You’ve finally done it! You’ve finally bit the bullet and committed to owning, operating, and otherwise purveying your very own reseller business. If that is indeed the case, the very first thing we’d like to do is simply congratulate you. This is a big step for any businessman, and with so much work ahead of you, you can rest assured that what you’ve accomplished is no small feat. However, as we’ve already said, owning your own reseller business is going to be anything but a picnic! From the ground-up, there are a thousand variables at work that will either bankrupt you or eventually turn you into the new HostGator. One of the most important choices you’re looking at? Web design
It’s an important aspect to any website, but nowhere is it more important than in reseller hosting. You see, where a normal web design seeks to sell a product, move viewers’ emotions, or just entertain, a reseller site must be a wicked combination of all of these. We’ll talk more about this in just a second, but if you’re in the mood and have the curiosity, you can march on down below the break to view our whole rundown on how you can—right now—improve the look and design of your reseller hosting business’ website. Starting with:
What is Reseller Hosting?
Before we go any further, we suppose we owe you at least a brief introduction to what reseller hosting is. As stated, we assume you’re already acquainted, but on the off chance that you’re new to the realm, let us explain.
Reseller hosting is a new form of business and hosting that’s only just sprung up in the last decade or so. The essential idea that you need to have down about it is this: Hosting companies, if they’re offering a reseller program, have excess server space that they would like to sell to you, a secondary consumer. In this scenario, you sign a year long lease for a chunk of their servers, and they more or less hand you the keys to the kingdom. You’re given a set amount of memory, disc space, and performance to work with. From there, it’s your job to divide up all this acquired space, and then resell it as individual units to your own customers. The hosting company you purchased the space from is not involved, save by offering the services to you.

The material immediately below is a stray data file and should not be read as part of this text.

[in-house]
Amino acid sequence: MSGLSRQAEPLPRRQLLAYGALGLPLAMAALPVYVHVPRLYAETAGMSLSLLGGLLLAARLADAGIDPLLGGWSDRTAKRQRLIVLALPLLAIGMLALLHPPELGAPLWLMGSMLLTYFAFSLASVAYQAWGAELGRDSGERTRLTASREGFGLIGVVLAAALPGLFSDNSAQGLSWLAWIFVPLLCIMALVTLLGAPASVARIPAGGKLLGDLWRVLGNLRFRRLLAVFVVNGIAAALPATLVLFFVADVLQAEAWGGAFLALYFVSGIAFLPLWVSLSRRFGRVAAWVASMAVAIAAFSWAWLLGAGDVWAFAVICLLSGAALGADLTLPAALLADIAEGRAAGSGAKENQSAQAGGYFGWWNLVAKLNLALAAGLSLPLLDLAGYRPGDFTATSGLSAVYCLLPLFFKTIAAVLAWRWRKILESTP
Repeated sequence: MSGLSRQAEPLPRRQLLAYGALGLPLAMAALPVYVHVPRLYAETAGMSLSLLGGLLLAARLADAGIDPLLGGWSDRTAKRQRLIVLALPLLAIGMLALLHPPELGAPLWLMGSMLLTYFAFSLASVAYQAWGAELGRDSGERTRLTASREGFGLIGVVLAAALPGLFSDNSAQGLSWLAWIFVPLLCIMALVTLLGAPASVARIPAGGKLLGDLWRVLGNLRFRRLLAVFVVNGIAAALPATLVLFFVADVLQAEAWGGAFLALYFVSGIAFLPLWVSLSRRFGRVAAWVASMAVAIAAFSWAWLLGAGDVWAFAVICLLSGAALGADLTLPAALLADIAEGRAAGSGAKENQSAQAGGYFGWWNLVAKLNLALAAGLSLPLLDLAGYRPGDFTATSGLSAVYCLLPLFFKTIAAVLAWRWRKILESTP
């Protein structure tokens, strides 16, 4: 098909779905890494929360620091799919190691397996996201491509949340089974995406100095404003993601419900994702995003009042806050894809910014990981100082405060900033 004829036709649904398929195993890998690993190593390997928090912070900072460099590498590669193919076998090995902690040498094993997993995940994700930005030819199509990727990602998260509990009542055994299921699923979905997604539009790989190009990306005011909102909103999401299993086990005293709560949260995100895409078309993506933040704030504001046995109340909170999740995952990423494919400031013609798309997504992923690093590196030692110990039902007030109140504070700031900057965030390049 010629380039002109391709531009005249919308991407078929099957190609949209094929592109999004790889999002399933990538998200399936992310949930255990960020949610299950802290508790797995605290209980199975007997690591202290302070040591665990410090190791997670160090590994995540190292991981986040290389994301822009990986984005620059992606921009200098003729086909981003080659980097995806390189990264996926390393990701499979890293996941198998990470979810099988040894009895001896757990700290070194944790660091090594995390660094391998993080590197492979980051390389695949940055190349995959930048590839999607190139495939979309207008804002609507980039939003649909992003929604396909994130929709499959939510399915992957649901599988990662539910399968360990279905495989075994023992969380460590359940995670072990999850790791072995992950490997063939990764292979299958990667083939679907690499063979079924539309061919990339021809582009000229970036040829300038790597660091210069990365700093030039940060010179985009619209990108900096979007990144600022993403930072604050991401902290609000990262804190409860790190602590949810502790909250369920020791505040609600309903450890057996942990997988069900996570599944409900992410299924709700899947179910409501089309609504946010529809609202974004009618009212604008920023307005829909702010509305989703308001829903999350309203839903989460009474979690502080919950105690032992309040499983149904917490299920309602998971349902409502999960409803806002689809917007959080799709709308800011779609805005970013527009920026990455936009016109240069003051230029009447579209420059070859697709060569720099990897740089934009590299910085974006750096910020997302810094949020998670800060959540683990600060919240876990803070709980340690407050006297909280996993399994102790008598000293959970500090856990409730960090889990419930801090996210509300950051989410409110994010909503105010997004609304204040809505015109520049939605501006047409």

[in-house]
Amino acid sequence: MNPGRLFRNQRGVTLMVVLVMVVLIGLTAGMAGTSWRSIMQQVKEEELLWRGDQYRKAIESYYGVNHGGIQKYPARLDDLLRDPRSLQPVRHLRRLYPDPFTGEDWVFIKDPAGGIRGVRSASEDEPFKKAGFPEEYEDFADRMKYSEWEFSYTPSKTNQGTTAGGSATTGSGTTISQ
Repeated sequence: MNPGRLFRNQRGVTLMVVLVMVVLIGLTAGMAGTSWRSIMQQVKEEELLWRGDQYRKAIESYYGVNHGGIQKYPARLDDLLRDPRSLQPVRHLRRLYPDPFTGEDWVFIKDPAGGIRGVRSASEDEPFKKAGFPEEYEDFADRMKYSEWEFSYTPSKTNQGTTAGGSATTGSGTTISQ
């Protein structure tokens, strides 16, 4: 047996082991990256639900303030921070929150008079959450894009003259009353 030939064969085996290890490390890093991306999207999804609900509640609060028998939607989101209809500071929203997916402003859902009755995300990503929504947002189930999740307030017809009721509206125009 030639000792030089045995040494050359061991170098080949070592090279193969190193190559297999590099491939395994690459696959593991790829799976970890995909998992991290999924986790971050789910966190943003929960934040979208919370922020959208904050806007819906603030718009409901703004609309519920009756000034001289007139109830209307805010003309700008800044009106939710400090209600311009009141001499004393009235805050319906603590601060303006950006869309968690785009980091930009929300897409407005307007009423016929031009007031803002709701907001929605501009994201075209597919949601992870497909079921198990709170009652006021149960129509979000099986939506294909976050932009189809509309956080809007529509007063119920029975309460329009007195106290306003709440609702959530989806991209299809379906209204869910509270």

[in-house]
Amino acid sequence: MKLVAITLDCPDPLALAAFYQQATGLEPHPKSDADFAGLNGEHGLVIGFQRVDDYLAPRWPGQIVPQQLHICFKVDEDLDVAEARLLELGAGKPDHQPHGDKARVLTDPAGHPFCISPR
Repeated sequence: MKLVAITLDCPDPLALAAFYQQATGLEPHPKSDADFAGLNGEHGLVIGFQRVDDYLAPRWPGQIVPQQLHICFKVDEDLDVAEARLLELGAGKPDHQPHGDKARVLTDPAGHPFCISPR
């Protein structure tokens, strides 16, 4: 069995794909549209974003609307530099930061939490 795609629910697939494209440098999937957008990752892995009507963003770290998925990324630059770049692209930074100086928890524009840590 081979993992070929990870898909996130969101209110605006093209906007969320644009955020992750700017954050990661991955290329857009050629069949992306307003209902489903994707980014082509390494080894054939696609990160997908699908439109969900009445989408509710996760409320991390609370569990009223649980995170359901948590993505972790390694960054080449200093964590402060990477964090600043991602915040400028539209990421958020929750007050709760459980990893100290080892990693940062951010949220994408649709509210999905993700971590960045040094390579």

This means that it’s up to you to establish a brand, market yourself to a niche, and move enough of your own units to turn a profit. This is no small feat, and will require an extensive amount of effort on your part. We’ll be covering these elements in just a second, but it is worth noting that reseller hosting is not all doom and gloom: It is entirely possible to turn a massive profit with the technology, and if you’re willing to put in the elbow grease using the tips we have stored below, we can guarantee that you’ll start to see real results quickly, and without too terribly much fuss. So what’s required to make a competent reseller hosting website? Find out below!
What Your Reseller Website Should Have?
As we’ve already mentioned, a reseller hosting website is a fair bit more complicated than a typical website. It must encompass so many elements of a traditional site, acing each and every one of them to produce an experience that is fundamentally brilliant. For instance, you’ll want to leverage the eCommerce portion of a website to actually sell your product. However, you’ll also want to provide adequate information to your new customers so that they’ll firstly feel comfortable buying your services, and secondly feel informed about the decision to actually do so. And above all of that, the site must in turn actually look good. It’s no small task, but it’s a lot easier if you know what sort of elements you’ll need to create. To do that, you can use the handy-dandy list we’ve provided below. Starting with:
1. Informational Pages:
The very first section you’ll need to create—and worry about—is the home page. This is what the user will be presented with when logging into your site for the first time, and you’ll want to ensure that they acquire enough information about you right off the bat to want to hire you. Or, even just enough information to make them want to do some more research. This is essential, and if you’re going to take extra special care to make a page look good, this is the one you’ll want to work on. We’ll talk a bit more about aesthetics in a second, but for now, it’s onto the next important element!
2. The About Page: